You've probably noticed a few things about these questions.  First, I started them with a "How might we".  How might we is an aspirational opening, seeking to find viable alternatives.  Use this instead of "Can we", which suggest we might not be able to find such alternatives.  How might we is also inclusive, seeking ideas from everyone (the "we") in the phrase.

Further, these questions follow a pattern.  The "how might we" is almost always followed by a directional verb (increase, decrease, etc) and in many cases with a measurement.  So I could have asked How might we decrease water usage by 20%...  That measurement signals how disruptive the ideas must be.  5% reduction may be easily achieved (incremental) but 20% may be a major shift and require radically new and different ideas.

Another portion of the question may describe a location, place or process.  This further refines the question to make it more specific.  In my first question I did not address where in the food cycle to remove water usage, so the most likely outcome is to remove water that irrigates crops.  In the second question I was more specific - in the food value chain - I open up ideas from any place water is used, whether that is in irrigation, washing the crops, processing, shipping, freezing or preserving and so on.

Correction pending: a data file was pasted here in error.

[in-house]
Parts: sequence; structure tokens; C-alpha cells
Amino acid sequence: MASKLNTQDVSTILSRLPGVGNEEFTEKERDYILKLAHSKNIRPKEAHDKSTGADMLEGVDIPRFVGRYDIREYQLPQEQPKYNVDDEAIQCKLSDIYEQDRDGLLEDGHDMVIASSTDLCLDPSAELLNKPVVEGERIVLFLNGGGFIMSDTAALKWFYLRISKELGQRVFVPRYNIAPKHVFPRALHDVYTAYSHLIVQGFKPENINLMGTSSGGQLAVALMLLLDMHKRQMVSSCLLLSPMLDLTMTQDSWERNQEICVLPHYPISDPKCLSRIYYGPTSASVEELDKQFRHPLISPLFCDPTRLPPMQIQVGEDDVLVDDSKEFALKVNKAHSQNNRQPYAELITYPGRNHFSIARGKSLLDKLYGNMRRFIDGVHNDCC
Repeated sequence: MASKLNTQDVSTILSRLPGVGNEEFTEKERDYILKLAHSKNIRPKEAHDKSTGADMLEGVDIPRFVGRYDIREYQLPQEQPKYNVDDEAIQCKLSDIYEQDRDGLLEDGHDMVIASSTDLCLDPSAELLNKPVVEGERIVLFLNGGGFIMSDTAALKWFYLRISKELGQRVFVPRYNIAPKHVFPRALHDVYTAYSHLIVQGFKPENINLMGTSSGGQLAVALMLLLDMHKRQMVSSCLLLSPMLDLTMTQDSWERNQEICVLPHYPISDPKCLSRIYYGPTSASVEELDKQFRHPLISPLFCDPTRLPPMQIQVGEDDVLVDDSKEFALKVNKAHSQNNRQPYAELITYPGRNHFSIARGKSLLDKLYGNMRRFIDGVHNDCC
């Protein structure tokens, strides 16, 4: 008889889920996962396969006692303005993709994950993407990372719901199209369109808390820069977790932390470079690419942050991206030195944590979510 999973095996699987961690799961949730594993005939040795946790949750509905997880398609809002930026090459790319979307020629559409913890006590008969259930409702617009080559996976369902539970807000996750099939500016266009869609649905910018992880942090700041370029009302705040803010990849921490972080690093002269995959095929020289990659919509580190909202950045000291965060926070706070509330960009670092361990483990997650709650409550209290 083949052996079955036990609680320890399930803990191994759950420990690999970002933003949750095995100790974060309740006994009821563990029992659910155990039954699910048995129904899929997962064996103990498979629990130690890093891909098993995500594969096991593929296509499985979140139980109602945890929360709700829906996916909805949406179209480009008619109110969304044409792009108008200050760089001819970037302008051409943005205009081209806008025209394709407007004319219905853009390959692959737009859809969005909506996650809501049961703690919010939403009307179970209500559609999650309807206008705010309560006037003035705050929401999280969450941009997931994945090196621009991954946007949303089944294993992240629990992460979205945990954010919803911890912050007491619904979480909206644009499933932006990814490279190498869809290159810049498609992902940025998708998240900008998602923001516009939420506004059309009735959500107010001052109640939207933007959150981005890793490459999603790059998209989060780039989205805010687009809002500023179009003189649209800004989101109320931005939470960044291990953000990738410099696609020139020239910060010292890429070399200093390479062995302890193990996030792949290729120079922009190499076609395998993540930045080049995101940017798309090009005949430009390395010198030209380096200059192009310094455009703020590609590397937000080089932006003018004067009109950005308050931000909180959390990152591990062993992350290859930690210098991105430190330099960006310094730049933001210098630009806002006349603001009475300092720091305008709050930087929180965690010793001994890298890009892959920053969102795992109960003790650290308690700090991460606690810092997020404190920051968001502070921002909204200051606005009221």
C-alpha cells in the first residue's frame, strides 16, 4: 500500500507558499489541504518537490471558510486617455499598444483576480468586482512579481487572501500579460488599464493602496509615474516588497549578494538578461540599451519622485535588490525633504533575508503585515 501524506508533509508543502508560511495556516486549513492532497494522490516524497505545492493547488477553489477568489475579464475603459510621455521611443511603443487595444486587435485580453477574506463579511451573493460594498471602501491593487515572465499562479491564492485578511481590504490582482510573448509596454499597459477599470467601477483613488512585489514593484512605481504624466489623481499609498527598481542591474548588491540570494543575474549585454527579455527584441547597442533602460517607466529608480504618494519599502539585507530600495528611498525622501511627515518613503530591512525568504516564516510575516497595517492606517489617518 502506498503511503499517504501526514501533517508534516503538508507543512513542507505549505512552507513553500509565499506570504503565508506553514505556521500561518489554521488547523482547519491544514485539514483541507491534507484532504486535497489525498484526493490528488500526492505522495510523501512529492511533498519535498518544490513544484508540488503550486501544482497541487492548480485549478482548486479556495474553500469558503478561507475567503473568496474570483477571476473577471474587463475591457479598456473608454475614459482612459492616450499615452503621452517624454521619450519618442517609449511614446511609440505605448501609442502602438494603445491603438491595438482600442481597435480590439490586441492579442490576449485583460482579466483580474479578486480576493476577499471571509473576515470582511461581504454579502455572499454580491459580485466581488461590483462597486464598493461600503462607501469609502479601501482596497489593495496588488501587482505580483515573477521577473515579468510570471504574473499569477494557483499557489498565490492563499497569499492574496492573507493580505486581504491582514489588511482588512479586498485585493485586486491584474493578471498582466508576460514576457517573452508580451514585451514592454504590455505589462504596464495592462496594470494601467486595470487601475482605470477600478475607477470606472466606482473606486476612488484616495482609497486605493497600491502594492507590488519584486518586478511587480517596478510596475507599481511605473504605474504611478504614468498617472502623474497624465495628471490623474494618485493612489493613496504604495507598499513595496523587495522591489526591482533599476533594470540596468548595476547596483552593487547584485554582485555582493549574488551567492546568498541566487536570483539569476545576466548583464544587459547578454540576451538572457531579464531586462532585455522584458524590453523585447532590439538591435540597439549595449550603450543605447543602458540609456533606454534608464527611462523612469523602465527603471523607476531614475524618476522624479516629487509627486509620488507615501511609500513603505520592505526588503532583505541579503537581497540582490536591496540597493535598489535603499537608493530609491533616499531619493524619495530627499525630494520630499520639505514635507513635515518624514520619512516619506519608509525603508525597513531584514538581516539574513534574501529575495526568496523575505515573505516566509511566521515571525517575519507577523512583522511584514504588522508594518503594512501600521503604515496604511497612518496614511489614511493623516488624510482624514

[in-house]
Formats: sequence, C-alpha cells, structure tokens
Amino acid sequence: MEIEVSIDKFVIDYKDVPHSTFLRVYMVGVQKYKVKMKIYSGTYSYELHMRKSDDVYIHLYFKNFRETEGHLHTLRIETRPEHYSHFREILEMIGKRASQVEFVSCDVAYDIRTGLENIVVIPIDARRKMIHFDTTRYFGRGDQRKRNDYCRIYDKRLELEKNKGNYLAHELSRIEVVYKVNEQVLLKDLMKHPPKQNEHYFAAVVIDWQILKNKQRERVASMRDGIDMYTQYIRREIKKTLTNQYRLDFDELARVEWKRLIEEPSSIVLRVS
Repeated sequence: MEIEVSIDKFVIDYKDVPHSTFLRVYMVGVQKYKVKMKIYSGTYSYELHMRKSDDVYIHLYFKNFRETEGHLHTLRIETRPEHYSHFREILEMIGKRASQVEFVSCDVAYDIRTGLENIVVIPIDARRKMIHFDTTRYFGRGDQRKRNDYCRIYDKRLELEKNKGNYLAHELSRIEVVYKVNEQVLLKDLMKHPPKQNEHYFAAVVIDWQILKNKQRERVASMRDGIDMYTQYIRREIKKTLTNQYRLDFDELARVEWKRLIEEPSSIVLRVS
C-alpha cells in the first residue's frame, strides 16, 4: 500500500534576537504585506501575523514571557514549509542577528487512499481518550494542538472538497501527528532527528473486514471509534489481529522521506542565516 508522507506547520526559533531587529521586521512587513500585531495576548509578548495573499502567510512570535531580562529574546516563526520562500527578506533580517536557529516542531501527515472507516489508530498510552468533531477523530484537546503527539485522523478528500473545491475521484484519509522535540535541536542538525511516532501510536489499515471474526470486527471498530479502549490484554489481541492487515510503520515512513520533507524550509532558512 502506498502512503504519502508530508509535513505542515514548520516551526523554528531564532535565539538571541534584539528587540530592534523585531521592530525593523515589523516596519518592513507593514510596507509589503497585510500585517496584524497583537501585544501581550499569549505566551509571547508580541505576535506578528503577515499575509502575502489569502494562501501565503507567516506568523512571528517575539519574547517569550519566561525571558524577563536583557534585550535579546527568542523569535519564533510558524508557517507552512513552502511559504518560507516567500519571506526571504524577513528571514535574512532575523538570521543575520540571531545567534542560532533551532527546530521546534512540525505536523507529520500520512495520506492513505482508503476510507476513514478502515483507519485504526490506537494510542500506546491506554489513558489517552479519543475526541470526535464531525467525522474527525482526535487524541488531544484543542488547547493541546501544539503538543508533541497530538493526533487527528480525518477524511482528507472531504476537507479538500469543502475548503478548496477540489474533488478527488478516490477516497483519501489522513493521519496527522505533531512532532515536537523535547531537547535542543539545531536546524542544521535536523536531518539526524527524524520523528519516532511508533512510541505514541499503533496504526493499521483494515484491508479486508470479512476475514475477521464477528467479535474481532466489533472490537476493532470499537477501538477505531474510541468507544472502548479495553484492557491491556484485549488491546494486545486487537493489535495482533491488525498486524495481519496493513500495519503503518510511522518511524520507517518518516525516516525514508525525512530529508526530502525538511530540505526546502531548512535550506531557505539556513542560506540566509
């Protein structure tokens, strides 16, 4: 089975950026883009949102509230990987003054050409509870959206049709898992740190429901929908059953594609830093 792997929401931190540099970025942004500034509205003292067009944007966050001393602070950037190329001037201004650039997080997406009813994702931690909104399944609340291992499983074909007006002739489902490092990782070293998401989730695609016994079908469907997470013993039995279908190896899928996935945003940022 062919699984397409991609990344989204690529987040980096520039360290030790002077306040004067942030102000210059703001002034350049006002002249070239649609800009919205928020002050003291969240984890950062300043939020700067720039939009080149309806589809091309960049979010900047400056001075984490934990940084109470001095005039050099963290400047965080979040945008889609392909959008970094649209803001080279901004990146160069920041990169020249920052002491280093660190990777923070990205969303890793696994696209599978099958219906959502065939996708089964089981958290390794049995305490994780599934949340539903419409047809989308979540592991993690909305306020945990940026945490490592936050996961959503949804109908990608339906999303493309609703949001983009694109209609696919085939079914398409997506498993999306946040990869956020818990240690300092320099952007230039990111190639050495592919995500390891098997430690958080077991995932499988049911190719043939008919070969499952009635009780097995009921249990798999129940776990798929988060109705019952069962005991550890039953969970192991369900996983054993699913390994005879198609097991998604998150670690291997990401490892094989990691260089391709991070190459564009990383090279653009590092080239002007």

A pause that inspires and accelerates

There was an old marketing slogan about soft drinks when I was growing up - Coca-Cola marketed its soft drinks as a "pause that refreshes".  In the same way I'd like to introduce the idea that creating a valuable, meaningful question is a pause - it does take a little bit of time - that can inspire and accelerate you and your team to the best possible ideas.

There are some really basic skills that you can teach people in your organization, that will help them in their strategic and innovation tasks immensely.  Creating a good question that adequately frames what they hope to accomplish and communicate that effectively to others may take a few moments, but it will empower the team to move more effectively, create better outcomes and save time down the road.
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posted by Jeffrey Phillips at 5:23 AM